|Reactivity||Human, Mouse, Rat|
|Calculated MW||120839 Da|
|Other Names||ATP-citrate synthase, ATP-citrate (pro-S-)-lyase, ACL, Citrate cleavage enzyme, ACLY|
|Target/Specificity||A synthetic peptide corresponding to residues in the C-term of human ATP citrate lyase was used as immunogen.|
|Format||50 mM Tris-Glycine (pH 7.4), 0.15 M NaCl, 40% Glycerol, 0.01% sodium azide and 0.05% BSA.|
|Storage||Maintain refrigerated at 2-8°C for up to 6 months. For long term storage store at -20°C in small aliquots to prevent freeze-thaw cycles.|
|Precautions||ATP-citrate Antibody (C-term) is for research use only and not for use in diagnostic or therapeutic procedures.|
|Function||ATP-citrate synthase is the primary enzyme responsible for the synthesis of cytosolic acetyl-CoA in many tissues. Has a central role in de novo lipid synthesis. In nervous tissue it may be involved in the biosynthesis of acetylcholine.|
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Provided below are standard protocols that you may find useful for product applications.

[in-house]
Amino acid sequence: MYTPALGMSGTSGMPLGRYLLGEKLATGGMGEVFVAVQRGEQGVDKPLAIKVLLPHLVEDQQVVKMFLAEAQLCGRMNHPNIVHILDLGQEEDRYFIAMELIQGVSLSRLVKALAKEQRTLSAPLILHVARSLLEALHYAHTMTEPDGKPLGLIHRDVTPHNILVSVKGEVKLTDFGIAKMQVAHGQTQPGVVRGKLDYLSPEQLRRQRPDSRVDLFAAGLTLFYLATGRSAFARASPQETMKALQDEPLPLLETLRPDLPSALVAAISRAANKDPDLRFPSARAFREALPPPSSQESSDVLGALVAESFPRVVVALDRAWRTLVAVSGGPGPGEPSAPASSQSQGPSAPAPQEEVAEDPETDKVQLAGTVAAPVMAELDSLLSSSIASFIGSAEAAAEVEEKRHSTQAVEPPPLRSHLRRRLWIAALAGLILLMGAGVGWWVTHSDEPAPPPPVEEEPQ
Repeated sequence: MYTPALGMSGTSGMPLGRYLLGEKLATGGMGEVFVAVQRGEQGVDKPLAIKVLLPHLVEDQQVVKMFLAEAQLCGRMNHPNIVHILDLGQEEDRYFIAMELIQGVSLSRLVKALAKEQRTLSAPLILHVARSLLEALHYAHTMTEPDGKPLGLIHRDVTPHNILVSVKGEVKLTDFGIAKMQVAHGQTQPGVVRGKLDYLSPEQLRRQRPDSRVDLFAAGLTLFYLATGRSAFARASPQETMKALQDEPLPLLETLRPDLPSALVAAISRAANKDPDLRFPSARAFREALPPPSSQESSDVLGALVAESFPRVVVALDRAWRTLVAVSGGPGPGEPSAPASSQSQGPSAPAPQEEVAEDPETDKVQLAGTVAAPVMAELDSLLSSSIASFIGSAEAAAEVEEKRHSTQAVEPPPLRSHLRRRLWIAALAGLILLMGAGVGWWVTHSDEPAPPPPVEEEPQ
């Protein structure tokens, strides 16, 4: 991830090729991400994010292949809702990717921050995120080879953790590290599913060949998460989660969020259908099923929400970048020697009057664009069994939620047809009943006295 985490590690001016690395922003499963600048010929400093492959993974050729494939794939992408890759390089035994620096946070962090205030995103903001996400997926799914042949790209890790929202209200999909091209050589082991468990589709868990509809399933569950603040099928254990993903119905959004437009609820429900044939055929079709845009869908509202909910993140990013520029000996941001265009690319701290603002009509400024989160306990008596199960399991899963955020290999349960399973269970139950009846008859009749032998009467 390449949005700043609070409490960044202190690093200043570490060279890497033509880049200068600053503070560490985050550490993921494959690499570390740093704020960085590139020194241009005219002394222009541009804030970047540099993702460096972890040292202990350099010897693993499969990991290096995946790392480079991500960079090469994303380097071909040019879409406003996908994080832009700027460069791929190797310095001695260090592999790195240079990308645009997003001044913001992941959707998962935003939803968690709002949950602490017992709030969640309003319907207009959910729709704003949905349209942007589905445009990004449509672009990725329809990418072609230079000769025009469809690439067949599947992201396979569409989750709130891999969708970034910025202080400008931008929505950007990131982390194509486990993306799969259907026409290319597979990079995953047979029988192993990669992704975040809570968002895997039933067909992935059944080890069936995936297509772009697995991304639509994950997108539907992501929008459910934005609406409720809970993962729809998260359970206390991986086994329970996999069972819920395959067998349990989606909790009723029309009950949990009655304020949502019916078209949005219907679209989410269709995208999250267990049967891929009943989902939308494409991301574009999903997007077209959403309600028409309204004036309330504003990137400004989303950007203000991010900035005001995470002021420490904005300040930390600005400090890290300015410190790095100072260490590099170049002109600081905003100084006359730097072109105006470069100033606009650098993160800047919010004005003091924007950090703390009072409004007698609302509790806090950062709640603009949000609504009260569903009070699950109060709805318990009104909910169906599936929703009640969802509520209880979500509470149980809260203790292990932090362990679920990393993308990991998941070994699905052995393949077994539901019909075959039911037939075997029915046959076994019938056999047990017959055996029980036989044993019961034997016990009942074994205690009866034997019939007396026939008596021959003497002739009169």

ATP citrate lyase (ACL) is the primary enzyme responsible for the synthesis of cytosolic acetyl-CoA in many tissues. The enzyme is a tetramer of four identical subunits. It catalyzes the formation of acetyl-CoA and oxaloacetate from citrate and CoA with a concomitant hydrolysis of ATP to ADP and phosphate. One of these products, acetyl-CoA, serves several important biosynthetic pathways, including lipogenesis and cholesterogenesis. In nervous tissue, ATP citrate-lyase may be involved in the biosynthesis of acetylcholine. NDPK has been found to phosphorylate ACL and insulin to increase phosphorylation of ACL (2).
1. Elshourbagy et al. Europ. J. Biochem. 204: 491-499, 1992.
2. Benjamin, W. B., and Singer, I. (1974) Biochim. Biophys. Acta 251, 28-42
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